Check this out: http://www.americanstandard-us.com/video/default.aspx#Champion4_Flushing_Demo
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wrote:

Tony - I know all of that already. This toilet is IN THE BASEMENT, where you don't have much gravity to help your toilet flush. It makes a gigantic difference.
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snipped-for-privacy@dog.com wrote:

I hope you are joking or mixing up "gravity" with some other word. I never noticed feeling lighter when down in the basement! ;-)
In case you were serious, toilets actually work by siphon action. The siphon action in the toilet itself, nothing to do with the plumbing. Once it gets to the plumbing there is no siphon action due to the vent.
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wrote:

Have you noticed any difference in the effort required to walk uphill compared to walking downhill?

You have much to learn.
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snipped-for-privacy@dog.com wrote:

OP never said what level his sewer outflow pipe was at. In modern subdivisions, they are usually partway up basement wall, but if this is an older urban house or a sloped lot or something, his sewer outflow could actually be low enough for a conventional toilet to work in the basement. All depends on how level of basement slab relates to sewer main level. My basement slab is actually slightly above street level, but no sewers out here.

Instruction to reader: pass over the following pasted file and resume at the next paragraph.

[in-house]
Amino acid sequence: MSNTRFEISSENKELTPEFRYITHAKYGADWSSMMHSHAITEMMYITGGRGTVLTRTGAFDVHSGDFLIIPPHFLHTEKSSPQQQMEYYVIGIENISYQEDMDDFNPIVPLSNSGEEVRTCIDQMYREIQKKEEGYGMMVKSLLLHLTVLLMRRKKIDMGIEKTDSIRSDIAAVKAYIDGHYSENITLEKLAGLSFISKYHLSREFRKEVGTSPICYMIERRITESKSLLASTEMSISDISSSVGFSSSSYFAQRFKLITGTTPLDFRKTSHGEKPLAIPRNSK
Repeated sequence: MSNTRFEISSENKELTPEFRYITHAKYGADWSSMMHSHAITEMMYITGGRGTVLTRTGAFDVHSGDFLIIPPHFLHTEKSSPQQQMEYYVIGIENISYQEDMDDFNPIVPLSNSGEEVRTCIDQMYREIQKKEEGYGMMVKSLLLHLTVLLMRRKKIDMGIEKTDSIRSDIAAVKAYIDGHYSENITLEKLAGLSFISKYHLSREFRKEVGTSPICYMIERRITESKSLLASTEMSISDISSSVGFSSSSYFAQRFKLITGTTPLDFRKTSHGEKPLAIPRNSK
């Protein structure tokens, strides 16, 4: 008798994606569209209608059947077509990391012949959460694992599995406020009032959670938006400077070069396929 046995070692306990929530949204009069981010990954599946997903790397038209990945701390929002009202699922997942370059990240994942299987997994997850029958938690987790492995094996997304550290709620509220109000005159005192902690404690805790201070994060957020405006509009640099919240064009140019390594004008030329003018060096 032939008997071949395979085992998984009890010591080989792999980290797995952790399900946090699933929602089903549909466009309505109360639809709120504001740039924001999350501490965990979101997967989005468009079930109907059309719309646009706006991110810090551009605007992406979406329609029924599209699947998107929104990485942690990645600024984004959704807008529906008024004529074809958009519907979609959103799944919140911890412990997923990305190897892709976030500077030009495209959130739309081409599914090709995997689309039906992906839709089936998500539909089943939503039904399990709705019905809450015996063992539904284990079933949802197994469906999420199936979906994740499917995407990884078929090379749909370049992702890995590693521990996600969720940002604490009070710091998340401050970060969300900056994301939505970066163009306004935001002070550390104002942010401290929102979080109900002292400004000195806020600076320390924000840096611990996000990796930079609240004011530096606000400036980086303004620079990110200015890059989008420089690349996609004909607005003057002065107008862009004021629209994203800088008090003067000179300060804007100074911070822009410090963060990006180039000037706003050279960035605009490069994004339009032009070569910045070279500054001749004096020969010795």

-- aem sends...
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wrote:

I know all this stuff. My pipe is in the basement floor and exits the house many feet below grade. Being that flow from the basement toilet is on that essentially horizontal run means that a low flow toilet often doesn't push the waste far enough in the pipe, and it can build up just outside the toilet, causing subsequent flushes to be less effective and prone to backing up. Upstairs, the waste leaves the toilet and has a significant drop which gets it well clear of the toilet, preventing buildup or backups. A low flow toilet model that works very well on my first floor, did not work well in my basement. The only difference being the 8 or 10 foot vertical drop from the first floor toilet down to the horizontal line in the basement floor.
In other words, I actually have low flow toilets in my house and they work fine when used in conjuction with gravity (upstairs) to keep the line near the toilet clear. I have actually installed the same model in my basement, where it is mounted directly to the line in the floor, and it didn't work well. I put the original toilet back and the new one is sitting uninstalled elsewhere in the basement.
I'm not guessing. I have first hand experience.